John Riley Banister
Banister, was born in Banister Hollow, a small settlement located in Camden County, Missouri, which was to become a local hub or center for surrounding communities. His parents were William Lawrence and Mary (Buchanan) Banister. According to biographical sources, all the Banisters were musicians and played fiddle, banjo, guitar and other instruments. They also sang long ballads and played Irish and Scottish jigs and reels.
Around 1863 John's father, after being wounded twice while serving in the Confederate Army, did not return home and instead moved to Texas and married Mary Catherine Miller, a young woman of mixed Anglo-Saxon and Native American descent, with whom he had six other children. Whether or not William had formally ended his marriage with Buchanan prior to marrying Miller is a fact not noted in any historical record.
Move to Texas
What inspired Banister to leave Banister Hollow is not clear, although oral history suggests that it was in part due to his mother's unhappiness and abusive treatment from an uncle named Argiles Hicks. Further anecdotal evidence suggests that the wild, chaotic nature of the region was also an influence, as, according to Leona Bruce, mobs and guerillas were a constant threat. Furthermore, the attraction to the West, the land where Banister's father had gone before, may have been the strongest impetus. Banister, at age thirteen, along with his brother, Will (who was named for their father) decided to leave their home to seek out their father in Texas.
Not having a map, or any kind of predefined route, one Spring night in 1867 the two boys did not return home from hunting at the Niangua River. This timing was chosen because the boys understood that their leaving would not have been permitted by their family and their grandfather would have followed them and punish them had he had sufficient warning.
There is no historical or anecdotal record to suggest that the boys ever set foot in Banister Hollow again. Nor is there record to show how John and Will Banister traveled or what transpired during that time, although there is record of the boys asking other passing travelers at the earlier stages of their journey questions about how and where to cross the rivers, what kind of storms normally occurred in the Spring, how to plan a route and stay on track and where there might be danger from Native Americans. They traveled nearly six-hundred miles alone, armed with only a single rifle, a small amount of lead and powder, and a bag of Banister Hollow cornmeal. Four months after leaving Banister Hollow, the boys arrived in Fort Worth, Texas, a well-known town which was a source of supplies for settlements in the surrounding region.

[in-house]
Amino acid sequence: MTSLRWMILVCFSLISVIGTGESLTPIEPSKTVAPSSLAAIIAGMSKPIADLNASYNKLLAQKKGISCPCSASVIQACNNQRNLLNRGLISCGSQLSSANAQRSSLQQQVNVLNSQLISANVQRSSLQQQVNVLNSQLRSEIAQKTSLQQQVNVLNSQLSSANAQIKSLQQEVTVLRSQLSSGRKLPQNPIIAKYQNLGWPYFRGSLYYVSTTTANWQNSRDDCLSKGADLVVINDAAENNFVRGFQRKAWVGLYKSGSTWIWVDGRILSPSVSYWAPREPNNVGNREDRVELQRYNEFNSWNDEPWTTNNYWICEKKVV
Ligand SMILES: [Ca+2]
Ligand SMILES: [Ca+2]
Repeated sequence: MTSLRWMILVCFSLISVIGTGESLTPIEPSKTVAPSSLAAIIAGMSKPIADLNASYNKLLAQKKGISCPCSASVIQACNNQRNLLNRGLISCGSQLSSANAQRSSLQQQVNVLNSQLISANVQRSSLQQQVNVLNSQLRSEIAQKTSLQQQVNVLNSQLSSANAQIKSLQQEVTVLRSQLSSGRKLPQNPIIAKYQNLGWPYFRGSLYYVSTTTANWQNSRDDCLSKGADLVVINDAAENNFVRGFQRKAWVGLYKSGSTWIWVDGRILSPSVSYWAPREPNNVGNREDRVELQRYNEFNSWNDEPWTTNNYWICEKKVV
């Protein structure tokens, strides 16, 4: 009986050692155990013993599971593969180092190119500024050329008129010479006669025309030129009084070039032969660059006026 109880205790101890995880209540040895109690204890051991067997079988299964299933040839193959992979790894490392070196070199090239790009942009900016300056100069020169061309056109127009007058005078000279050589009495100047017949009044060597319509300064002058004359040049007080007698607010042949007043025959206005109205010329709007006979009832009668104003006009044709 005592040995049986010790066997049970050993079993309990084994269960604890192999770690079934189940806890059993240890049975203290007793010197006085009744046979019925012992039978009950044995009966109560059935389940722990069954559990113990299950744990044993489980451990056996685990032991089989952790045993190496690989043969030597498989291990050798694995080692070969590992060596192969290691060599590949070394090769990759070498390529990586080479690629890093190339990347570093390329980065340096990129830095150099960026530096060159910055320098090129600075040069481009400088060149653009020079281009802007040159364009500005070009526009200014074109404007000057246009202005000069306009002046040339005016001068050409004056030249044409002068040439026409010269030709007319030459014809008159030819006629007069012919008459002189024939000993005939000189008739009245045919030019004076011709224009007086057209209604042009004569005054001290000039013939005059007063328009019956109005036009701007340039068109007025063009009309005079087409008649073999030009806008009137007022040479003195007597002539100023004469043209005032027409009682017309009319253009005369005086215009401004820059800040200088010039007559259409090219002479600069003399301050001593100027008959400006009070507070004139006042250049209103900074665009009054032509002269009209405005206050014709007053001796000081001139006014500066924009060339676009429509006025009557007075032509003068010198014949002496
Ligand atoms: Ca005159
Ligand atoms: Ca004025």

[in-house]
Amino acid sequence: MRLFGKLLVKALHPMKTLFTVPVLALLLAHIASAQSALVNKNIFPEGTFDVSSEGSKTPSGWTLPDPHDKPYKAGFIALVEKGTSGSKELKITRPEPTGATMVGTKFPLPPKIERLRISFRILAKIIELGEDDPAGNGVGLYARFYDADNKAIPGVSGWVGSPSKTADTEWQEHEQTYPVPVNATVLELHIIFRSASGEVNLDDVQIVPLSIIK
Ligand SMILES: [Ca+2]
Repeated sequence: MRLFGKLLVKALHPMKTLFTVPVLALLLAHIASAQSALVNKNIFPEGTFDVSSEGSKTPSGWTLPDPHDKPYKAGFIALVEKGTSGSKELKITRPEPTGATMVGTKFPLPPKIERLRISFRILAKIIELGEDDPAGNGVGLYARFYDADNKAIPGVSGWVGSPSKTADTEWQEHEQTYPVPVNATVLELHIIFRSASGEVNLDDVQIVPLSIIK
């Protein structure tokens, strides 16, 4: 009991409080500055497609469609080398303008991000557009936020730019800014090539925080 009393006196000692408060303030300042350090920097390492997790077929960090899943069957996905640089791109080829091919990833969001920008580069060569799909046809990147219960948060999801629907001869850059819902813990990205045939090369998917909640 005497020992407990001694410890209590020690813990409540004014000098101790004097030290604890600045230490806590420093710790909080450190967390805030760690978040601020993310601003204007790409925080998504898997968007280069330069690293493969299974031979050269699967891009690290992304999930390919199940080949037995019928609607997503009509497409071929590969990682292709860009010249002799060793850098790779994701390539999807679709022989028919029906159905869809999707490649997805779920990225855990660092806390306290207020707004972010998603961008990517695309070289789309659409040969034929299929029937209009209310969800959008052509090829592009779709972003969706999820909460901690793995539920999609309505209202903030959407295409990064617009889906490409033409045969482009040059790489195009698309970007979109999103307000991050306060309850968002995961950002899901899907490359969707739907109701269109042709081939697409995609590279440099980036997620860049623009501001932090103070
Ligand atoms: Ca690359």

After arriving in Fort Worth, Banister and his brother, after inquiring after their father from many strangers, were befriended by a man named Colonel Rufus Winn, who was a Confederate veteran. Winn, who had two young children with his wife, Mary Elizabeth Vaughn, was touched by the boys' tale and was concerned for their safety. Not wanting them to join outlaws, Winn and his wife took them in. On the Rufus Winn ranch Banister assisted Winn with all manner of chores and duties, and within a short time became a vital family and community member.
From cattle driving to catching outlaws
After driving cattle for the Rufus Winn Ranch near Menardville and later the Sam Golson ranch in Coleman and Mason counties, Banister joined the Texas Rangers in Austin, Texas for Frontier Battalion service, which involved escorting murderer John Wesley Hardin to Comanche for trial, and later the capture of outlaw Sam Bass.
After leaving ranger service in 1881, John Banister moved to San Saba and returned to cattle driving until 1883, making drives to Kansas. In 1883 Banister married Mary Ellen Walker and settled on a ranch near Brownwood. After moving to Coleman to run a livery stable, the couple had six children. Mrs. Banister died in 1892, and Banister married Emma Daugherty on September 25, 1894, in Goldthwaite. Banister and Daugherty had five children.
Special assignment, field-inspection, sheriff
Between 1889 and 1892, Banister accepted special assignments as a detective for the Santa Fe and other railroads. In 1892, he became a Treasury Agent assigned to help police the U.S.-Mexico border against cattle smugglers. After six years, he resigned and became inspector for the Texas Cattle Raisers Association (now the Texas and Southwestern Cattle Raisers Association). He originated the field-inspection service for the association and was its first chief. Banister investigated cattle rustling for the association in Texas, New Mexico, Kansas, and Oklahoma until 1914, when he became sheriff of Coleman County.
Banister's career is documented by a collection of his papers in the Southwest Collection of Texas Tech University. Documents detailing his investigations of cattle theft are particularly valuable in detailing the longtime efforts of the cattlemen's association in protecting livestock. Banister died of a stroke on August 1, 1918, in Coleman, and was buried in Santa Anna. His wife then took over his job and in so doing became the first female sheriff in the United States.
- Leona Bruce, Banister Was There (Fort Worth: Branch-Smith, 1968)
- Leona Bruce, Four Years in the Coleman Jail:Daughter of Two Sheriffs (Texas: Eakin Publications, 1982)
- John D. Banister, Banister: A Greer Country Farm Family (New Mexico: Old-Time Publications, 1991)